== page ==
By CJ Juntereal
Next week is Valentine’s Day. And if it’s something you usually celebrate, you’re either feeling smug because all your plans and reservations have been made, or starting to panic because it slipped your mind.
DINNER AT HOME IS NOT A COPOUT
I prefer to stay home, because crowds and traffic cause feelings of frustration—not romance. A Valentine’s dinner at home isn’t a copout for lazy people because it’s something you plan. And here’s how you do it. First, set the stage. Use your good plates, utensils, cloth napkins, and set the table properly. You don’t need an elaborate tablescape— pick some flowers from the garden and either put them in a small glass or scatter them randomly on the table. No flowers? Candles, glitter, or interesting knick knacks will do just as well. It’s the effort that counts.
First, set the stage. Use your good plates, utensils, cloth napkins, and set the table properly. You don’t need an elaborate tablescape— pick some flowers from the garden and either put them in a small glass or scatter them randomly on the table. No flowers? Candles, glitter, or interesting knick knacks will do just as well. It’s the effort that counts.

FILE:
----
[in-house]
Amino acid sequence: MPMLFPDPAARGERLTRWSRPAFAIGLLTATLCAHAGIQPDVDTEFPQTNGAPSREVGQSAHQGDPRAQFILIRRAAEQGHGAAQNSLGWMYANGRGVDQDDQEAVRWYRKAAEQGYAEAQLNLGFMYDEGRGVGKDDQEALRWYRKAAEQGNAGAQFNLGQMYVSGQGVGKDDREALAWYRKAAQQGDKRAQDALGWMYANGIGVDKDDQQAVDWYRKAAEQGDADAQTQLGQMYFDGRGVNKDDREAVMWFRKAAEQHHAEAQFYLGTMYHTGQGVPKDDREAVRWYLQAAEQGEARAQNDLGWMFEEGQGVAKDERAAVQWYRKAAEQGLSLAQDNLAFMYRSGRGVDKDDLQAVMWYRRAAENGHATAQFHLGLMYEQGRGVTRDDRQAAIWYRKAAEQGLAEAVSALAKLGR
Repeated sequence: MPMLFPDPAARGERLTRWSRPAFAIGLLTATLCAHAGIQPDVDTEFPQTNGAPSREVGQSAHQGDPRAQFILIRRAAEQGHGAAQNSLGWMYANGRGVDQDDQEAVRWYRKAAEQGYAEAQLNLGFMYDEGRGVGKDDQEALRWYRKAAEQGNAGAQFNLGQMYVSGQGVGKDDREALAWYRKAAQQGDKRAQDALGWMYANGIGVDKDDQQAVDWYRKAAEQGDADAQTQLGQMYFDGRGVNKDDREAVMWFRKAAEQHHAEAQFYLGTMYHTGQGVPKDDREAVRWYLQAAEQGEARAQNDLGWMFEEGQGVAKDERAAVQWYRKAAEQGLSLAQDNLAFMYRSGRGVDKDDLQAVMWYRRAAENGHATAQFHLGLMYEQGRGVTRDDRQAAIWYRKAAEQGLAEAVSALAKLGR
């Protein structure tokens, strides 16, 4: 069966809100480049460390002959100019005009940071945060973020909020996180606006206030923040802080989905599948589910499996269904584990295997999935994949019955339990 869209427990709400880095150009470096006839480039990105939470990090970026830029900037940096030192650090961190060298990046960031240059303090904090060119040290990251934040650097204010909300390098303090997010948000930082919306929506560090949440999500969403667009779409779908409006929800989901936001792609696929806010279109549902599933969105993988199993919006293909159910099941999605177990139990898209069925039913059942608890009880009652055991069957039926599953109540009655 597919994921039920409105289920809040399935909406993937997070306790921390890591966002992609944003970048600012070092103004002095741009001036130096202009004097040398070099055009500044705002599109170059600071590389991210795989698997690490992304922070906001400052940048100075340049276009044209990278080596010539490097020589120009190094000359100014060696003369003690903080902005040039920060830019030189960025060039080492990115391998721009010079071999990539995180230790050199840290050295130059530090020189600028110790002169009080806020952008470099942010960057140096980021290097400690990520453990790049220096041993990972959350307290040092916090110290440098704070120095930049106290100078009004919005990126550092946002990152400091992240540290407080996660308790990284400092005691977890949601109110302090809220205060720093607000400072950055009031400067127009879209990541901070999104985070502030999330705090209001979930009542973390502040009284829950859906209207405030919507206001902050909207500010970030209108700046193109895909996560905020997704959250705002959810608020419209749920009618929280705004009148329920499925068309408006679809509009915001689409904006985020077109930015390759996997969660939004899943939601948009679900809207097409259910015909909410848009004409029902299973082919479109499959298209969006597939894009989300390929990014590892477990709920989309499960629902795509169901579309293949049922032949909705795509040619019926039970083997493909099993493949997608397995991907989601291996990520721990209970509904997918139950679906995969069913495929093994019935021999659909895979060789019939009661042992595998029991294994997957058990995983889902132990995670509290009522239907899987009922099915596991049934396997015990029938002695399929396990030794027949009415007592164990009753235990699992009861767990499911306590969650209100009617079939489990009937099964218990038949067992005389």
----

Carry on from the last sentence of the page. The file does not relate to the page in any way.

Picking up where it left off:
Next, the menu. Keep it simple—an appetizer, a main course, and dessert. The best is a combination of dishes you make at home and purchase. The secret is in the selection you make. The appetizer is easy. Go to the best gourmet deli you can afford. My favorites are Santi’s or Terry Selection. Pick up some smoked salmon, capers, and some nice salad greens. Arrange nicely on a plate, and serve with wedges of lemon and a homemade dressing. The dressing is simply a mixture of bottled mayonnaise or Japanese Kewpie mayonnaise if you have it, a little mustard, chopped garlic (a little or a lot depending on taste preferences), a squeeze of lemon for some acid, and a few drops of honey if you like things a little sweet. A second option is thin slices of Spanish Jamon Serrano or Italian Parma Ham wrapped around slices of cantaloupe. And your first course is done.
I think that steak is the easiest main course to prepare. I like the decadence of fat, so I always buy ribeye. Canadian or US beef is always my top choice because they are so nicely marbled. If you like your steaks a little leaner, choose Australian, Brazilian, or Argentinian beef. I sometimes use local beef as well. If there’s a good Monterey butcher shop near you, ask them for their good quality rib-eye, and select a piece with enough marbling and a rim of fat. The fat, which you really don’t need to eat if you don’t want to, provides taste and keeps the meat moist.
IT’S A VALENTINE’S DINNER, NOT EAT ALL YOU CAN